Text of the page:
(Remember, it’s almost impossible to justify this method unless deduplication is a built-in feature of either the backup software or the target hardware.  A common scenario to achieve this is the use of virtualized appliances.)

Option #2 – Cloud

I often tell my clients that there are four costs to using the cloud – these costs are minimal and easily justifiable with small datasets; conversely, they become very expensive with installations much above 2TB.

The four costs are (1) the cost-per-MB to upload; (2) the cost to store; (3) the cost-per-MB to download, and (4) the cost of the infrastructure (bandwidth) you’ll use to implement #1-#3.  Without a clear handle on these costs, you won’t know how much your DR strategy will cost you until you see the bill – which could be a big shock.

There is no cloud - it's just someone else's computerThe other consideration is compliance – depending on the regulations governing your business (and the input from your auditors), cloud storage may not be an option at all!

Option #3 – Lower-Cost Media

Remember that almost-50% of SMB’s who still use tape?   There’s a reason for that – it’s still the least expensive medium for data storage (an added benefit is that the data is still under your control).   The efficiency of LTO-7 has decreased the failure-rate of tape to the point where it’s on par with disk.   Coupled with a significant increase in speed, and tape is a clear winner in the secondary-storage space.   (If you wondered why the major backup/DR software companies still support tape, why it’s still popular, and why many VARs, including us, still recommend it – this is the reason why.)  Further, tape can be an excellent near-line solution based on preset backup and restoration policies which are built in to most backup software and appliance-based products.

Toward a Better Solution

 Applying the principles above, it’s easy to see that you can create an ideal balance between expensive but fast storage (used for on-premise backup of critical business data and server images); inexpensive storage (used for near-line storage of moderately-critical data), and cloud based storage for archival of data which will rarely, if ever, be required, but which must be retained.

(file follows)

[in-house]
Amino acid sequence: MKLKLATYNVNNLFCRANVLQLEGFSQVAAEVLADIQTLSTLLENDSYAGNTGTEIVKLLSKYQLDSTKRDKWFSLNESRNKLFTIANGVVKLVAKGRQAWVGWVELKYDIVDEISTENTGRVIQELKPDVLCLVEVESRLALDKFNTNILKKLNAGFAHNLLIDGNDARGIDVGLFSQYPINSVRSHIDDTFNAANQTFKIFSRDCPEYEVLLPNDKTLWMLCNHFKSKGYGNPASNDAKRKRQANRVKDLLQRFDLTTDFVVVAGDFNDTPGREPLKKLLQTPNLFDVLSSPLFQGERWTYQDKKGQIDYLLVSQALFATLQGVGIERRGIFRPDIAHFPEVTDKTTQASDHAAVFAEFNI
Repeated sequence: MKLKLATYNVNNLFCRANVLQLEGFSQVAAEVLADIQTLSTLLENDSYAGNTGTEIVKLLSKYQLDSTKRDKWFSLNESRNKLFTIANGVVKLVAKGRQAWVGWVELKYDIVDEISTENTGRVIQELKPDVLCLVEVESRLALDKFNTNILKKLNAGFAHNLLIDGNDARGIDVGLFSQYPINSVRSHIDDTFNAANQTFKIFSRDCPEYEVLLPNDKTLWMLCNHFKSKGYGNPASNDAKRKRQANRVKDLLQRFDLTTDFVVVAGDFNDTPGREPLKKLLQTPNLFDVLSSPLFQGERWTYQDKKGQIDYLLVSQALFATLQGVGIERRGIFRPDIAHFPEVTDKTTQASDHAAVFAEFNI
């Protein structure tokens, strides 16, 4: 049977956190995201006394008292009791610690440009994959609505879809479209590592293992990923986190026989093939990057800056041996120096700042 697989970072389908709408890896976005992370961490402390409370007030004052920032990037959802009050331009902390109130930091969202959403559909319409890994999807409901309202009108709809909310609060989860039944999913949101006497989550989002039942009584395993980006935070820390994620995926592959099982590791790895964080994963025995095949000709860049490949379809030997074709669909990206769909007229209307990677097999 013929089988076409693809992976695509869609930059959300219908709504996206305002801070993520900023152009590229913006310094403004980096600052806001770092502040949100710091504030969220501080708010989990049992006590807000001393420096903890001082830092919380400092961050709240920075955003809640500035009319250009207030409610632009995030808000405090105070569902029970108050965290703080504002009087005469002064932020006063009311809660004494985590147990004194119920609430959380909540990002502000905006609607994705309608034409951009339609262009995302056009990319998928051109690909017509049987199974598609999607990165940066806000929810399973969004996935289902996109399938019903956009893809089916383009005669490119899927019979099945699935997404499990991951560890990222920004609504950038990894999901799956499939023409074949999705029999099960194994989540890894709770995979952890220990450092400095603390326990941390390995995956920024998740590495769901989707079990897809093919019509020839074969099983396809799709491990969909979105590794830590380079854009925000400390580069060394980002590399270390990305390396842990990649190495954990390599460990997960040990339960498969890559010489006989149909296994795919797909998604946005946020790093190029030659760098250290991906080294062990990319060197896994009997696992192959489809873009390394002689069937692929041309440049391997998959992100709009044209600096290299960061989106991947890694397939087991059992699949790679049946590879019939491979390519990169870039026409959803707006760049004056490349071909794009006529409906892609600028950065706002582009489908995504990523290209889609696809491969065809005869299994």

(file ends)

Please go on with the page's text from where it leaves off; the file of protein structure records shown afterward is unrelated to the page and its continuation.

This is achieved using a policy based backup/DR product, whether software-only or appliance based.  (Note:  If some of you are thinking, “Hey!  This reminds me of the Hierarchical Storage Management on a mainframe!”, you’re right.  The only difference is that you can achieve the same reliability and performance at a fraction of the cost.

Recap

  1. There are two kinds of disk – that which has failed, and that which will. You will not be exempt from this rule.
  2. Disk is the most expensive form of storage. Put your critical data there.
  3. Use secondary storage for near-line requirements, based on preset policies.
  4. Cloud storage can actually be more expensive than on-premise disk, depending on what you put there. Never use it for critical data – use it for information you need to save, but will likely never need to get back.
  5. When upgrading your backup and DR software or appliances, make sure you’re choosing an easy to configure, policy based product which will enable you to implement a cost-balanced, yet RTO/RPO-responsive DR plan – it’ll get you where you need to be, at a price point which will make you a hero to the C-suite!

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(Cymbidium Systems is a Pacific Northwest based value added reseller with a 35 year legacy of assisting small and medium business. They have practices in data protection, security, and general networking.)

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About the Author:

Will Noble

Will Noble wears a lot of hats at Cymbidium, including editor of the Cymbidium Press. He has over 30 years of experience in the VAR channel, including owning his own VAR and working for a couple of F-1000 distributors. While he's won several national sales awards, he gets his biggest kick out of solving business challenges for customers and engineering solutions for them.